"Yes, I believe so, Madam."
or
"Yes, I believe so, madam?"
"Yes, I believe you're correct, sir."
or
"Yes, I believe you're correct, Sir."
The dialogue appears in a novel

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"Yes, I believe so, Madam." or "Yes, I believe so, madam?" "Yes, I believe you're correct, sir." or "Yes, I believe you're correct, Sir." The dialogue appears in a novel

While there are few hard and fast rules, The Chicago Manual of Style (14th) says, at 7.27 ("Honorific Titles") , not so: the examples include "my lord", "sir", and "madam".
"Yes, I believe so, Madam." or "Yes, I believe so, madam?" "Yes, I believe you're correct, sir." or "Yes, I believe you're correct, Sir." The dialogue appears in a novel Riclanders Dot Comhttp://riclanders.com/

I would not capitalise, for any title that I can think of.
Students: We have free audio pronunciation exercises.
I would not capitalise, for any title that I can think of.

Generally, if the title is associated with or used in place of a proper name, it would be capitalized; here are some examples from The Chicago :
General Eisenhower
President Buchanan
Prince Charles
Cardinal Newman

C. R. Dodwell, Fellow and Librarian of Trinity College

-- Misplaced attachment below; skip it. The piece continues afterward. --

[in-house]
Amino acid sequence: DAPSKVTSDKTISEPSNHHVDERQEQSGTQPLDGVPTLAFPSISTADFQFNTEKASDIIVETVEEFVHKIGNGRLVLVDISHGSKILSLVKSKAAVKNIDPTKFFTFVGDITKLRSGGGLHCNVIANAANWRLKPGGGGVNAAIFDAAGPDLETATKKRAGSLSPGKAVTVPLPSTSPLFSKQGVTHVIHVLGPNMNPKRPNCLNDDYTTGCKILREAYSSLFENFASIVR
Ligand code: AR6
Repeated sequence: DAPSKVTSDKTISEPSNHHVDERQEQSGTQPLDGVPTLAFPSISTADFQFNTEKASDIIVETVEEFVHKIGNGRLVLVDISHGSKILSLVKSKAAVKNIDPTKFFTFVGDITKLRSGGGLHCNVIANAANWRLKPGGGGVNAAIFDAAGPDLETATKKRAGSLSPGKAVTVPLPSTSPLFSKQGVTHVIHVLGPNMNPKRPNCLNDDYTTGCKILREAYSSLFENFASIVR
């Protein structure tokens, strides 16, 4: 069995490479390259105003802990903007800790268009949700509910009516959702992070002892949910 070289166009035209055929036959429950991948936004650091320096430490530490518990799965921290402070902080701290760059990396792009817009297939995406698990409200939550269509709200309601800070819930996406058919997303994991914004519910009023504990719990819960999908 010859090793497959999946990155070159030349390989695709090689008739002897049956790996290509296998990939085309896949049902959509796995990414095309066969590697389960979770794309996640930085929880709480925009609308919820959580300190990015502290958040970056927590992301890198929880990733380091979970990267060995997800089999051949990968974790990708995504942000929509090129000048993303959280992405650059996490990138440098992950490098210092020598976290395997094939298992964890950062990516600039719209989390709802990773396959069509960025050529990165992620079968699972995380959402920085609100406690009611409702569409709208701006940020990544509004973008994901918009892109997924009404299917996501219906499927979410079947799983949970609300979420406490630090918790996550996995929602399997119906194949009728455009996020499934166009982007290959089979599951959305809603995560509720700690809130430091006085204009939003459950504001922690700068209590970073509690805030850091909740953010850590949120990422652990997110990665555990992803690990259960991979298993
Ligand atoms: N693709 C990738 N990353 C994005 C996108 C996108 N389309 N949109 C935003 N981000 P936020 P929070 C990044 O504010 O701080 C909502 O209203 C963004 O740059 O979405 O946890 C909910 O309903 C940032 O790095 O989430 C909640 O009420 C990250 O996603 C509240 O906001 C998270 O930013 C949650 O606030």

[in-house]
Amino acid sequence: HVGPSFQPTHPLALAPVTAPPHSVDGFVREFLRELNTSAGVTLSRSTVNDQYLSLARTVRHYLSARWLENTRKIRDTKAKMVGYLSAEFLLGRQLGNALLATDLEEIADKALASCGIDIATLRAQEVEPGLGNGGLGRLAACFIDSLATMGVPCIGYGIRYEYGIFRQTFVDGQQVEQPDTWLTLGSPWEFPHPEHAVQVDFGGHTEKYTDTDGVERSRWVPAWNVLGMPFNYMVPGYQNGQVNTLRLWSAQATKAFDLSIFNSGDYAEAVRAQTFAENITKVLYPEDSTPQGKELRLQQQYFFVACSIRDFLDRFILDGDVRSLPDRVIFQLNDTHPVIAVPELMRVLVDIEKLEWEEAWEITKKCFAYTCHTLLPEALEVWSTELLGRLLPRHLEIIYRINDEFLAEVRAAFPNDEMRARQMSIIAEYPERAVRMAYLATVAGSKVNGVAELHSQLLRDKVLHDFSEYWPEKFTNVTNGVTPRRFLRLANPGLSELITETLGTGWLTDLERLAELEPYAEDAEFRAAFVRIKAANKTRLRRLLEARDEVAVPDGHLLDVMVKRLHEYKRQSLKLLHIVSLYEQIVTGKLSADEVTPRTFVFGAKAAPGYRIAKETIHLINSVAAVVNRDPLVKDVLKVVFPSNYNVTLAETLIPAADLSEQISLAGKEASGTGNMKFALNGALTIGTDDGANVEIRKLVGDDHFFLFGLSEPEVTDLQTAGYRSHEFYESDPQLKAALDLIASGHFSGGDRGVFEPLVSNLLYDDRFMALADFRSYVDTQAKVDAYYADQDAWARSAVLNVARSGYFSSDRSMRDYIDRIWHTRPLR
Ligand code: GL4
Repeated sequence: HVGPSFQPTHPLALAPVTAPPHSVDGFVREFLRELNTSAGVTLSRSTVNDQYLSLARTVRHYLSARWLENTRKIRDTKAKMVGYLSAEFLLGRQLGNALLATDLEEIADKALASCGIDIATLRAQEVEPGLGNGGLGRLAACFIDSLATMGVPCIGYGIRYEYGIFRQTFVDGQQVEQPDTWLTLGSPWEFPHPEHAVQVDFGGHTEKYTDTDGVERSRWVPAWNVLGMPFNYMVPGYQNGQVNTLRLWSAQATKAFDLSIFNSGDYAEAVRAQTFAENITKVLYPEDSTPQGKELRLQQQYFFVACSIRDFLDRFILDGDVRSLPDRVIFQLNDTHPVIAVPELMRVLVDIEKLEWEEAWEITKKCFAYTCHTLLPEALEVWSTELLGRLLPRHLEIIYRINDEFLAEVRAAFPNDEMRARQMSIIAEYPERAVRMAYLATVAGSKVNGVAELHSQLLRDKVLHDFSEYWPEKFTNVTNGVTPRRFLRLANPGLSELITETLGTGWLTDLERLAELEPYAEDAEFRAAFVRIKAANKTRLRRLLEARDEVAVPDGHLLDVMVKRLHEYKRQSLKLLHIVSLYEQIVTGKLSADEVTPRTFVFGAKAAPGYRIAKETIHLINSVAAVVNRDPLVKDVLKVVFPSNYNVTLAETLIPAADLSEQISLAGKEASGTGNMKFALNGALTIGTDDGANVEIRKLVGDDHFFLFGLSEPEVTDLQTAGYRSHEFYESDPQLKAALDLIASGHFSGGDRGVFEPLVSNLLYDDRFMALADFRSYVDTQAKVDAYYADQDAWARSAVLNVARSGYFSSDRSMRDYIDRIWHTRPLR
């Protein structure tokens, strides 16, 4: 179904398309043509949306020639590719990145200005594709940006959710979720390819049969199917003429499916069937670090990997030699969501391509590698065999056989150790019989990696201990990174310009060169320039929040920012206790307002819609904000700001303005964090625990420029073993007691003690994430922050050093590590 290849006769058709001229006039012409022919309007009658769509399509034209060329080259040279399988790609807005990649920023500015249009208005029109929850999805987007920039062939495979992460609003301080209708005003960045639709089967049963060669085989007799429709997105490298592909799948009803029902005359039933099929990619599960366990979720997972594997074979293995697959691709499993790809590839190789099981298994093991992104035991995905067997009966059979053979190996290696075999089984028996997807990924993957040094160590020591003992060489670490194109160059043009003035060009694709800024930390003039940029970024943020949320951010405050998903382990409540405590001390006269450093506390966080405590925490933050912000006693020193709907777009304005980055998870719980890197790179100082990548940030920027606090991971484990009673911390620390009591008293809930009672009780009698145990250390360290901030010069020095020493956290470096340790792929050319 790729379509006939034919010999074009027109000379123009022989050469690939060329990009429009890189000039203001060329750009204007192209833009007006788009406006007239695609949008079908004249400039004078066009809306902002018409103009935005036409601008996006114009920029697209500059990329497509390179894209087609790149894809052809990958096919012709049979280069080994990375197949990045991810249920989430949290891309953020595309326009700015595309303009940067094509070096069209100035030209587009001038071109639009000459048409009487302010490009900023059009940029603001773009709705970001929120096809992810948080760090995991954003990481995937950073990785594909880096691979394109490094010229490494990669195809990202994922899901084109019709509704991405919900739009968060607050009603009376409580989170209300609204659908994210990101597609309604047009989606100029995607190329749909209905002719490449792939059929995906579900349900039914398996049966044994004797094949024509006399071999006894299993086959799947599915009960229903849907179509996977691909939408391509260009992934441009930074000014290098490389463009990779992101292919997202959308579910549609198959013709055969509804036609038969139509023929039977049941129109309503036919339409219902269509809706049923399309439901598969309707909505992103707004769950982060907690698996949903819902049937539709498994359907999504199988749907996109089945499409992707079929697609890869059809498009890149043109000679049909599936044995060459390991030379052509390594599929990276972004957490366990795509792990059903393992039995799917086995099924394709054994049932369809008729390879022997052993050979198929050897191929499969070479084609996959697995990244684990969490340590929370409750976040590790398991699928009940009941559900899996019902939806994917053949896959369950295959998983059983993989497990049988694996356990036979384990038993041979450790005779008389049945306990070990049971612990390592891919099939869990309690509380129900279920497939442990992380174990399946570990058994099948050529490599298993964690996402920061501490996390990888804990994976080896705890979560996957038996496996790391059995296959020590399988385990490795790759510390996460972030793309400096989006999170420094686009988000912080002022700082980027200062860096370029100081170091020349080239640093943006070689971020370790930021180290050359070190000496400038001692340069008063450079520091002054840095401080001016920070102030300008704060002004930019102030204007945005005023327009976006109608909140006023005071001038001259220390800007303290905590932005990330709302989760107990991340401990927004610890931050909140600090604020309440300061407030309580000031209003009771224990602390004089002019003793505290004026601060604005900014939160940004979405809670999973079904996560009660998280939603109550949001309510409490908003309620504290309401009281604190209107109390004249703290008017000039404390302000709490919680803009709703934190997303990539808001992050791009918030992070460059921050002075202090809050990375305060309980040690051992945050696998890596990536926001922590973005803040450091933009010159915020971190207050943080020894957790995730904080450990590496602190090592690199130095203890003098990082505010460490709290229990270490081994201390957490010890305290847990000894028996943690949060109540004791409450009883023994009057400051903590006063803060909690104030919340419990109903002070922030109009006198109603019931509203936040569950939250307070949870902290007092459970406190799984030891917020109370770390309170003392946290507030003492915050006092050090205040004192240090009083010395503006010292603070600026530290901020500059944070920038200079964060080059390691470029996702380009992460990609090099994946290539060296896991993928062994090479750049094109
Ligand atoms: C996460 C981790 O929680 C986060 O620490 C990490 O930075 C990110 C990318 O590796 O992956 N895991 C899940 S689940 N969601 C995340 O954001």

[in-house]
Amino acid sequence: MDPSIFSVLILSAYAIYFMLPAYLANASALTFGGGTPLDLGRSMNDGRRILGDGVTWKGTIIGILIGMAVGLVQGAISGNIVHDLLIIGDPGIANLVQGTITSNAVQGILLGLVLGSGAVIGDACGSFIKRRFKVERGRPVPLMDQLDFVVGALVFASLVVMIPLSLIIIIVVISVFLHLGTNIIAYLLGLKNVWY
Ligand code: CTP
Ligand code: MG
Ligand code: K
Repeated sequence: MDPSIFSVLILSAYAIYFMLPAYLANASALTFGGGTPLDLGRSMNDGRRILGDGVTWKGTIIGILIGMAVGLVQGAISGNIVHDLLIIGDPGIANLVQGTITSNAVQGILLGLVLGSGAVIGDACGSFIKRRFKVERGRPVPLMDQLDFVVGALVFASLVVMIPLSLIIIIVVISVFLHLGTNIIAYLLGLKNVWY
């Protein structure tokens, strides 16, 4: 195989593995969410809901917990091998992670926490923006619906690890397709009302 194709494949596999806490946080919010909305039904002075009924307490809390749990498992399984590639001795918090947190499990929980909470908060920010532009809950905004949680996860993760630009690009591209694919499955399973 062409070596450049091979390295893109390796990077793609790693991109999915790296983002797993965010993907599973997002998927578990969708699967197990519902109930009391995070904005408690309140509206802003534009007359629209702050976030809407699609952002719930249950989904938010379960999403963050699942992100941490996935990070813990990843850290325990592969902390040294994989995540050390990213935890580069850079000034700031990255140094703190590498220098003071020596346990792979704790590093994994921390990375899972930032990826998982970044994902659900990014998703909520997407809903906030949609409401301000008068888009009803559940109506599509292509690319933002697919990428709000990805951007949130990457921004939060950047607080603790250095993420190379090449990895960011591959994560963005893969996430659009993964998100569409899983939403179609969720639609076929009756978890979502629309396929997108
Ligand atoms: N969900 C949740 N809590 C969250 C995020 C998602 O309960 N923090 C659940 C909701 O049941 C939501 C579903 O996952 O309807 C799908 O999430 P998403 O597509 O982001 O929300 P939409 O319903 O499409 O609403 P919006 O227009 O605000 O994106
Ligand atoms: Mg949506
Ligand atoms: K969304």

You did well, Captain, to avoid that sea lane.
Ladies and gentlemen, the President of the United States.

A peculiar exception they note there is the Speaker of the House of Representatives of the United States presumably to avoid confusion with someone who happened to be orating there. Other such exceptions are General of the Army, Fleet Admiral, and some British titles (the Prince of Wales, the Queen Mother, the Princess Royal, and the Dame of Sark (look that one up some time).
Honorifics are normally capitalized: Her Majesty, Your Grace, Your Honor. Some epithets are also tradirtionally capitalized: the Great Emancipator, the Wizard of Menlo Park, Babe Ruth, Stonewall Jackson (arguably those are proper names), the Sun King, and a few others of that sort.
I would not capitalise, for any title that I can think of.

Generally, if the title is associated with or used in place of a proper name, it would be capitalized; here ... Park, Babe Ruth, Stonewall Jackson (arguably those are proper names), the Sun King, and a few others of that sort.

A little confusing.
Ok, in my manuscript I talk of Kings, Queens, Princesses and Dukes.

If I write, "The princess said she'd be there" is the ruling saying "princess" should be capital because I'm talking about a specific princess?

Likewise, duke?
EG

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